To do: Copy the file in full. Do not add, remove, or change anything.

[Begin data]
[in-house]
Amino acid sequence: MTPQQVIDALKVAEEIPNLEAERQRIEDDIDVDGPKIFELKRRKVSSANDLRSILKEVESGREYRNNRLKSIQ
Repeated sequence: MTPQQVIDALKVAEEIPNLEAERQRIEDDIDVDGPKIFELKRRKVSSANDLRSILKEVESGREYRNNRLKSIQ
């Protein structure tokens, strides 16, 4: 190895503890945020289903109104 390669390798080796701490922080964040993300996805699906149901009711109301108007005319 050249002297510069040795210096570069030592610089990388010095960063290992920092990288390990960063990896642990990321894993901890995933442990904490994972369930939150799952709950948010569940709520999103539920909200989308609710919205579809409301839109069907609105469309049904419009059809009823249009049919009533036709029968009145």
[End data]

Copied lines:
[in-house]
Amino acid sequence: MTPQQVIDALKVAEEIPNLEAERQRIEDDIDVDGPKIFELKRRKVSSANDLRSILKEVESGREYRNNRLKSIQ
Repeated sequence: MTPQQVIDALKVAEEIPNLEAERQRIEDDIDVDGPKIFELKRRKVSSANDLRSILKEVESGREYRNNRLKSIQ
């Protein structure tokens, strides 16, 4: 190895503890945020289903109104 390669390798080796701490922080964040993300996805699906149901009711109301108007005319 050249002297510069040795210096570069030592610089990388010095960063290992920092990288390990960063990896642990990321894993901890995933442990904490994972369930939150799952709950948010569940709520999103539920909200989308609710919205579809409301839109069907609105469309049904419009059809009823249009049919009533036709029968009145």